From Australia’s Jewish Past: Abraham Tobias Boas – a rabbinical and wider community leader of his time

March 21, 2022 by Features Desk
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Abraham was born on 25 November 1842 in Amsterdam.  He was the son of a Rabbi, Tobias Eliesar Boas and his mother Eva Salomon-Levi.

Abraham Tobias Boas

It was a family of distinguished Jewish scholars and ministers who had fled from Poland to Holland late in the seventeenth century. Abraham followed in the family’s footsteps and studied to be a minister.  After training at the Amsterdam Theological Seminary, he travelled to England to continue studying and in 1867 he became minister at the Southampton Synagogue London, where, in 1869, the Chief Rabbi Dr Nathan Adler recommended that he should look at taking up an appointment at the Adelaide Synagogue and this he agreed to do.

Arriving at Semaphore Adelaide on 13 February 1870, Abraham was carried ashore on the shoulders of a sailor and met by several members of his congregation with whom he walked to Port Adelaide. There followed half a century of energetic spiritual, social, and intellectual leadership and, in forty years, he never took a holiday. Within a year a new synagogue in Rundle Street was consecrated, accommodating 350 worshippers.

On 15 May 1873, Abraham married Elizabeth Solomon and they had ten children. His pastoral visits later extended as far as Fremantle, Perth and Coolgardie Western Australia, where new synagogues and schools were opened. He actively created goodwill both within and outside the Jewish community by the membership of numerous philanthropic, social, and cultural bodies.

Abraham was short and thickly built with a dark beard, hair turning grey, and piercing eyes behind steel-rimmed glasses.  He was a popular lecturer, whose voice was ‘sonorous’ although with a pronunciation often ‘unfamiliar’. He was esteemed as a student of English literature and drama, particularly of Shakespeare and became the Vice-President of the University Shakespeare Society.

Abraham continued to move within the wider community and became a foundation member of the District Trained Nursing Society, Chairman of the Board of the James Brown Memorial Trust for housing indigent tuberculosis patients, President of the Jewish Literary Society, and Inaugural Chairman of the Jewish Choristers’ Club.  He was also headmaster of the Adelaide Synagogue’s Sabbath and Sunday Schools and, it is impressive to know that in 1895 there was an enrolment of over 80 children.  Together with all these organisations and committees, he was also Chairman of the Chevra Kadisha which he helped establish in 1907.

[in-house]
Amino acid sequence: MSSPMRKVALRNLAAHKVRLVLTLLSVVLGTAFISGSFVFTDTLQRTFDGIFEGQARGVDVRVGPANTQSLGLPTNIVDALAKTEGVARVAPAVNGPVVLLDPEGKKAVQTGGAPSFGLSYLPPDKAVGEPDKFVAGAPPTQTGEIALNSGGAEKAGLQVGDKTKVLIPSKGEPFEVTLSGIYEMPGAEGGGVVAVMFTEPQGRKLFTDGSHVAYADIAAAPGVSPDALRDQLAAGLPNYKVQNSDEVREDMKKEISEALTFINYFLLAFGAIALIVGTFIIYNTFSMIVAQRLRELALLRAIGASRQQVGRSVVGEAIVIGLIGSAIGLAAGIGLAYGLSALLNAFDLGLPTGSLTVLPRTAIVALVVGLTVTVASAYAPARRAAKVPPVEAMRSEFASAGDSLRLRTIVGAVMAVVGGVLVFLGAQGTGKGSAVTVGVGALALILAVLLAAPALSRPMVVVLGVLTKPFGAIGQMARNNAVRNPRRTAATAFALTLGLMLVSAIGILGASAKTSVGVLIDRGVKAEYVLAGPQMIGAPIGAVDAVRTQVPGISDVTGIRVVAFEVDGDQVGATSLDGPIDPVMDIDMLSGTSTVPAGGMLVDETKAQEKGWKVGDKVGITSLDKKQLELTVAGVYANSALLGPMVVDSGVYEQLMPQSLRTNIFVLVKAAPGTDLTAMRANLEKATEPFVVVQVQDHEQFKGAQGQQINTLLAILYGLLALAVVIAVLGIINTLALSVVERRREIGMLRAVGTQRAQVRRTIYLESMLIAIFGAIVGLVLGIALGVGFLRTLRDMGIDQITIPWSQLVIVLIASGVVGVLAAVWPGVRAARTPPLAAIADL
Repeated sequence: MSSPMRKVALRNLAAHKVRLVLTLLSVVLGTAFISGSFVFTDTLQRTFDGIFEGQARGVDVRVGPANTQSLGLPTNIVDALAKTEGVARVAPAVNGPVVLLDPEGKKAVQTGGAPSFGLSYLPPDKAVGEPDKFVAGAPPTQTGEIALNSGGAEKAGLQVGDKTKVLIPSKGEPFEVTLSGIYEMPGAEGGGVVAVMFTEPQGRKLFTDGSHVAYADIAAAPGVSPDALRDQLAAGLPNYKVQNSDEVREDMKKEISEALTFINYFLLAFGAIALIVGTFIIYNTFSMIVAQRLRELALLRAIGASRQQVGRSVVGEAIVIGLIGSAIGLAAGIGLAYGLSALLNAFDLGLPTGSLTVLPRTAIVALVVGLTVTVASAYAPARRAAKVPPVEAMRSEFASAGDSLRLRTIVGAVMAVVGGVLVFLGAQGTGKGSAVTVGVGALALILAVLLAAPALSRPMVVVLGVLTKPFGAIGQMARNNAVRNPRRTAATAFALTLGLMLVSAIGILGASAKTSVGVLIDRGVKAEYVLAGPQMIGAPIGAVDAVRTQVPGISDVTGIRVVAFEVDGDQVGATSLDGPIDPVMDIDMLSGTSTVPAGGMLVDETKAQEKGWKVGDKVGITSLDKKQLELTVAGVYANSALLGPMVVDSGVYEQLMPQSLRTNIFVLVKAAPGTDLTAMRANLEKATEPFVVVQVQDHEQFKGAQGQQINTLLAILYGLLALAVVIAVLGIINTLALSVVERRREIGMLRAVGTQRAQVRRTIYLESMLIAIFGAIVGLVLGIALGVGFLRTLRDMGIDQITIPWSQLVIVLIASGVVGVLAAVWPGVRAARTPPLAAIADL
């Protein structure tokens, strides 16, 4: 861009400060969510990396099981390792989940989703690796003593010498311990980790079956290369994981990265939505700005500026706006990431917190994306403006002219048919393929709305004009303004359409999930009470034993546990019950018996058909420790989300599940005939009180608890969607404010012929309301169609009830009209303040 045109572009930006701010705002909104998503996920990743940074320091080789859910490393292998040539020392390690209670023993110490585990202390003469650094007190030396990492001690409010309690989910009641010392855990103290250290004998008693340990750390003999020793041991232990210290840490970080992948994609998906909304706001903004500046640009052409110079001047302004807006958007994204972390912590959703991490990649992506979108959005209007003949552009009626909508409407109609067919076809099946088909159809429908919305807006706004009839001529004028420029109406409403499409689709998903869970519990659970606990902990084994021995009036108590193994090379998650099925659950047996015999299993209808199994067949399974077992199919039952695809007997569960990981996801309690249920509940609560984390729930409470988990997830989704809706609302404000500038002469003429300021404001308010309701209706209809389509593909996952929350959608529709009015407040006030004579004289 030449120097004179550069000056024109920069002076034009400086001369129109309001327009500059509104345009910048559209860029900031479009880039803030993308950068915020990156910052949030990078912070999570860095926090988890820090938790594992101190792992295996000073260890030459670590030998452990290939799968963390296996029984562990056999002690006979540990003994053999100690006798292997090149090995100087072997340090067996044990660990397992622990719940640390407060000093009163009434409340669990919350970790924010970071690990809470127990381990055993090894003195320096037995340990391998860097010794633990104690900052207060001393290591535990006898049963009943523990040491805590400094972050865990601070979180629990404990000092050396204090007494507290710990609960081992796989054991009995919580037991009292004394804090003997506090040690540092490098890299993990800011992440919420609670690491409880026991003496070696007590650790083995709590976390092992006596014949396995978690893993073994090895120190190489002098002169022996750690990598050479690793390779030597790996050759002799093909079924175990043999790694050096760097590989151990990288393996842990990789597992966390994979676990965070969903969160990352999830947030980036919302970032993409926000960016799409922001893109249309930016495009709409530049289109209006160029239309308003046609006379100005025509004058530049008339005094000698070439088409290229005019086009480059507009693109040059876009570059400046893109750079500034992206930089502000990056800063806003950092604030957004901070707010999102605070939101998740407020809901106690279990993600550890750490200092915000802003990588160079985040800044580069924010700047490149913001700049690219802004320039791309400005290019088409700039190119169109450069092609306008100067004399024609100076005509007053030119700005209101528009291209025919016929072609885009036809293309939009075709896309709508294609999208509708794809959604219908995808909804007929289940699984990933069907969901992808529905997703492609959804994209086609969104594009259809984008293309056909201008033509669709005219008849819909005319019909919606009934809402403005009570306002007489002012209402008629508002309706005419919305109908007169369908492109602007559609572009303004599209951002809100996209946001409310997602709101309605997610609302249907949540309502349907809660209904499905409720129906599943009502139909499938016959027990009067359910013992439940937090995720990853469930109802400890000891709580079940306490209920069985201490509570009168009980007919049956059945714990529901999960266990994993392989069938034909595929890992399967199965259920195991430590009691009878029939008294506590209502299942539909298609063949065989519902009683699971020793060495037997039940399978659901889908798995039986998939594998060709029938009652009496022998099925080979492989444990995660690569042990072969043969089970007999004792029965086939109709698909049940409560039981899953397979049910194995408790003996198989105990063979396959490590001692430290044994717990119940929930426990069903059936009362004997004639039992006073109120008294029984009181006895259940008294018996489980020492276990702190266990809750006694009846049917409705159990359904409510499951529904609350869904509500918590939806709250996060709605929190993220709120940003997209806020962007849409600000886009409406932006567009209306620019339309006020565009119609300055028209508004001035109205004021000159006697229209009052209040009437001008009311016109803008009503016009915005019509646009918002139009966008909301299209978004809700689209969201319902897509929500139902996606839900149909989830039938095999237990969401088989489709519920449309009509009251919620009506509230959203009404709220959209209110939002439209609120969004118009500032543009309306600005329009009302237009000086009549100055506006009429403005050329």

His efforts to introduce the triennial reading of the law in Australian synagogues failed. He looked upon ‘Christianity as the foster-child of Judaism’ and his standing in the wider religious community was attested at Easter 1899 by his successful intervention in a bitter controversy between Catholics and Protestants, which gained the thanks of both the Catholic Archbishop and the Anglican Bishop; a newspaper commented that ‘such a genuine Jew would make a splendid Christian’.

By 1914, Abraham was the oldest officiating Jewish clergyman in Australasia and the longest-serving Jewish minister in the British Empire. His activity was much curtailed by a stroke in 1918.  In 1921, during a visit from London by Chief Rabbi Dr Joseph Hertz, Abraham was honoured with the status of rabbi, as he was regarded as ‘the most learned of Anglo-Jewish Rabonim’.

Abraham and Elizabeth were very proud of their children – all of whom became involved in building communities in Perth and Adelaide.  In the next couple of weeks, we will learn more about this most interesting family.

Abraham died at his home in Gover Street, North Adelaide, on 20 February 1923, and was buried in West Terrace Cemetery.  Elizabeth’s family was associated with the company Solomon & Salon –  Adelaide auctioneers.  She died in 1916 at their Gover Street home.  She was most prominent in the Adelaide social circles and spent most of her time – despite ten children – with philanthropic work.  She was associated with the South Adelaide Creche since its inception in 1887 and was President of the Jewish Ladies’ Benevolent Society for some twenty years.

The Australian Jewish Historical Society is the keeper of archives from the arrival of the First Fleet in 1788 right up to today. Whether you are searching for an academic resource, an event, a picture or an article, AJHS can help you find that piece of historical material. The AJHS welcomes your contributions to the archives. If you are a descendent of someone of interest with a story to tell, or you have memorabilia which might be of significance for the archives, please make contact via or its Facebook page.

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